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TWiP 58: People, parasites, and plowshares



Hosts: Vincent Racaniello and Dickson Despommier


Guest: Cali Despommier

... Read More

Bacterial pair puts the fix on undersea nitrogen

Two species of bacteria living on the ocean floor have teamed up in a unique symbiotic relationship to form a critical link in the Earth’s nitrogen cycle, reports a research team that includes two University of California, Davis, microbiologists.

The scientists, led by researchers affiliated ... Read More

What Makes Good Bacteria Go Bad? It's Not Them, It's You

Imagine a friend of a friend brings his family to stay with you — his family of tiny survivalists. For weeks or months you all live quietly side by side with no problems. You share meals. Your kids play together.

Then one day you get sick — maybe felled by a bad cold or the flu. Suddenly cert... Read More

Virologists plan influenza H7N9 gain of function experiments

A group of virologists lead by Yoshihiro Kawaoka and Ron Fouchier have sent a letter to Nature and Science outlining the experiments they propose to carry out with influenza H7N9 virus. Avian influenza H7N9 virus has caused over 130 human infections in China with 43 fatalities. The source of the... Read More

TWiM #61: The irony of probiotics



Hosts: Vincent RacanielloElio Schaechter and  Read More

TWiM 61 Letters

Nate writes:


Hi my name is Nate. I am a senior in high school aspiring to become a microbiologist. I heard about this podcast through a class I took on biotechnology and have been listening for about 2 months. I really enjoy it and the other two shows... Read More

Financial Advice from Germs

For many, the totality of economics can be somewhat unnerving, especially when it comes to personal financial security. We live in a capitalist world driven by free markets and personal investments. Making the right choices with money could mean incredible success, while a mistake could cost som... Read More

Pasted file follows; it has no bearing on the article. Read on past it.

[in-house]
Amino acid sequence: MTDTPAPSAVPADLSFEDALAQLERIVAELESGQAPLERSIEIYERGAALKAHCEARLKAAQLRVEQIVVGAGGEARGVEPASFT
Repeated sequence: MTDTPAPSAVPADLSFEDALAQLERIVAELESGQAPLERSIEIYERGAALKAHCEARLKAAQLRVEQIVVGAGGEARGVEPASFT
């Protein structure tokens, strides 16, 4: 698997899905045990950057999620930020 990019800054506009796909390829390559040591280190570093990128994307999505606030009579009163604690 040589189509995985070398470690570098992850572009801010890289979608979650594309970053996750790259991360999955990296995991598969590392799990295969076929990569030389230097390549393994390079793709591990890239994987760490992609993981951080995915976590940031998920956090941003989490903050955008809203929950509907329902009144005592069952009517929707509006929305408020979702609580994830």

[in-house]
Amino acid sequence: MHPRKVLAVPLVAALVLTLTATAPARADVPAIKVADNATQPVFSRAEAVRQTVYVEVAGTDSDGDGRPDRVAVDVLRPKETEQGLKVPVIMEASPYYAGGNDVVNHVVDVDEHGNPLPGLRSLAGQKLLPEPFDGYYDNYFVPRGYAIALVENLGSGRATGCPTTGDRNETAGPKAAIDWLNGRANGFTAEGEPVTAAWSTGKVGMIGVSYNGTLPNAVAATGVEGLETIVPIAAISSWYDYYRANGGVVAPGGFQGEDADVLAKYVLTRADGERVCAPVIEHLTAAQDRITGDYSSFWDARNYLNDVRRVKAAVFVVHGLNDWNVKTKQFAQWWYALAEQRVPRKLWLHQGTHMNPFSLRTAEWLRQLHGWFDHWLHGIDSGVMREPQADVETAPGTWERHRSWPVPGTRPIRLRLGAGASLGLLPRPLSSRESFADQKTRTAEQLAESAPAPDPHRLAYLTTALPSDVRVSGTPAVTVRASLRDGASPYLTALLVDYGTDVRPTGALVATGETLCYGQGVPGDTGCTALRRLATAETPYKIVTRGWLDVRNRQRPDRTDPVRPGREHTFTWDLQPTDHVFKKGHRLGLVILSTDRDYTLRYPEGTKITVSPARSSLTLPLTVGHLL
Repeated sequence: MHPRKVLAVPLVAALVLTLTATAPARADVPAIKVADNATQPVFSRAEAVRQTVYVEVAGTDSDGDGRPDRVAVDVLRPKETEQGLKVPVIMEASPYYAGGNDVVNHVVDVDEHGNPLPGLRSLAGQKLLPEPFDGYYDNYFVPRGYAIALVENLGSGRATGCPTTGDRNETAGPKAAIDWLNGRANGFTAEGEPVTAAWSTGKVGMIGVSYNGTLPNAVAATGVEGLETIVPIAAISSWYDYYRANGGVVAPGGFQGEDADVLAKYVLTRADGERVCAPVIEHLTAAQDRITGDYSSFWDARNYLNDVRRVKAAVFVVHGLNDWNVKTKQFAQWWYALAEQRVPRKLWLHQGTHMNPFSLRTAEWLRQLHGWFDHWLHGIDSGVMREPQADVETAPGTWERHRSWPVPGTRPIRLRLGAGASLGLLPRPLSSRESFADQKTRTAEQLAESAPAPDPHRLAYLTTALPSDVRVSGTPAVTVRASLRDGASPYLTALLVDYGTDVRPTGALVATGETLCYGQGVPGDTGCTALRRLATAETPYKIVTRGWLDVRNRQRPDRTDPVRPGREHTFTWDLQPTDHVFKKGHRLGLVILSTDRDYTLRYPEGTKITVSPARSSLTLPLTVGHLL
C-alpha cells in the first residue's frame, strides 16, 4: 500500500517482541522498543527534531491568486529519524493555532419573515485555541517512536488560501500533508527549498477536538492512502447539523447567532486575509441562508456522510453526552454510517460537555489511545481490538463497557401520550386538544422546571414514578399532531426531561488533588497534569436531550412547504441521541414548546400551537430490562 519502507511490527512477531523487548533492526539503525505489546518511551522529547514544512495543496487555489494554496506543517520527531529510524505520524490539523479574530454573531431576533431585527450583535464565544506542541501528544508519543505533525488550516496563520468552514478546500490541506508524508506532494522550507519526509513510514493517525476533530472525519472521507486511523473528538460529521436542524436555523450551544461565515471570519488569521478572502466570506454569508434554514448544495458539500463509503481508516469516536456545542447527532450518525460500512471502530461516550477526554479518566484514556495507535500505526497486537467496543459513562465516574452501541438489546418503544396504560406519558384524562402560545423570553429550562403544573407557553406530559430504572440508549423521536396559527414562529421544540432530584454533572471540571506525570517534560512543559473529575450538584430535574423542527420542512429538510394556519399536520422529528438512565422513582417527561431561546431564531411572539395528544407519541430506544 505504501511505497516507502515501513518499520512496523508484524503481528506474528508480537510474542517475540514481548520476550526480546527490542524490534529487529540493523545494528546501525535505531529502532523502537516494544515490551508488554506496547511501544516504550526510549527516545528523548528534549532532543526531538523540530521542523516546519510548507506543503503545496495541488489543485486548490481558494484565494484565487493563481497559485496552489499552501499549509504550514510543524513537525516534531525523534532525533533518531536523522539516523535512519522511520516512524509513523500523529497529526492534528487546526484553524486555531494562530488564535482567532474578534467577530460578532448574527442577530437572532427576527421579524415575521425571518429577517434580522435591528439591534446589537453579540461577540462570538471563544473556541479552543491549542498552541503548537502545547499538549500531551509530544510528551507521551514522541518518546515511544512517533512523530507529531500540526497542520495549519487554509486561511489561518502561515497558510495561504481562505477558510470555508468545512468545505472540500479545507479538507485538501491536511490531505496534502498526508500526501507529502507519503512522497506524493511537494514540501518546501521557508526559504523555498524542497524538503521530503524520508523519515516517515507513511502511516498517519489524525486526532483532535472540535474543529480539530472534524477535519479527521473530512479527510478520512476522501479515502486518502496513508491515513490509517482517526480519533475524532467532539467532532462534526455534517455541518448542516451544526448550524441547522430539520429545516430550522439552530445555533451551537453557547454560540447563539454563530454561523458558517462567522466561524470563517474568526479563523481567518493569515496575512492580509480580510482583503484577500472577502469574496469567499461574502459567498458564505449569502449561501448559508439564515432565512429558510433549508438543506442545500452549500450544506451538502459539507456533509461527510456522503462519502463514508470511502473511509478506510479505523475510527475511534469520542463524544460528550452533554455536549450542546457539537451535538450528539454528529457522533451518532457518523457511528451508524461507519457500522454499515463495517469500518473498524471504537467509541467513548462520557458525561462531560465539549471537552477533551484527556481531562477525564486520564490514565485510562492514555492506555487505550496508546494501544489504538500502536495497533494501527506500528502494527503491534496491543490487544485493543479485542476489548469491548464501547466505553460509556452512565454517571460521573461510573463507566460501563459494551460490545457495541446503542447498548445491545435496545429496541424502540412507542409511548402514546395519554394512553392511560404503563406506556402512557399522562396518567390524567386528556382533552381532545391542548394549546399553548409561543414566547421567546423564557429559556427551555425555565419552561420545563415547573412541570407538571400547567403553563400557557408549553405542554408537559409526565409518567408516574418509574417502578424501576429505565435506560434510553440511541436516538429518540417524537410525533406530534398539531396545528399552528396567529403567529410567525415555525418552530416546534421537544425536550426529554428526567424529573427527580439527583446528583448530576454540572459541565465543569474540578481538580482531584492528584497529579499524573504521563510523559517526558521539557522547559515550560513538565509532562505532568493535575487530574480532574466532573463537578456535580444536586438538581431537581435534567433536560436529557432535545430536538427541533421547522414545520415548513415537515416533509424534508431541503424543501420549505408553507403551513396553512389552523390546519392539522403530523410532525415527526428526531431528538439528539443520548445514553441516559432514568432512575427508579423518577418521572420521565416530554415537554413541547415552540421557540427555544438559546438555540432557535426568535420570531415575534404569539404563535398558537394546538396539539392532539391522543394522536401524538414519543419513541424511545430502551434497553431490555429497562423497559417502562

Bat killing WNS fungus confirmed in Arkansas

A fungus that leads to a deadly disease that has killed almost seven million bats in the US is continuing its spread westwards, results have shown.

Officials said the disease had been confirmed in Arkansas after samples tested positive for the fungus known to cause white-nose syndrome (WNS).
... Read More

Gene protects beer crop from nasty fungus

Finding the gene that gives barley resistance to leaf rust could benefit people who rely on the crop for food and beer.

Researchers have discovered that the gene Rph20 provides resistance to leaf rust in some barley variety adult plants.

“Leaf rust is a fungal disease that could destroy al... Read More

Genetic Code Shows Bird Flu In China Spread Between People

When a new strain of bird flu cropped up in China last winter, the billion-dollar question was whether the deadly virus could transmit between people.

Now, Chinese scientists offer the first clear evidence that the bird flu is indeed contagious, although only slightly.

A father, who became... Read More

Best Way to Kill Lab Animals Sought

Researchers are gathering this week to debate the most humane methods of dispatching lab animals, which are primarily rodents. Killing research animals is one of the most unpleasant tasks in science, and it is imperative to do it as humanely as possible. But researchers who study animal welfare... Read More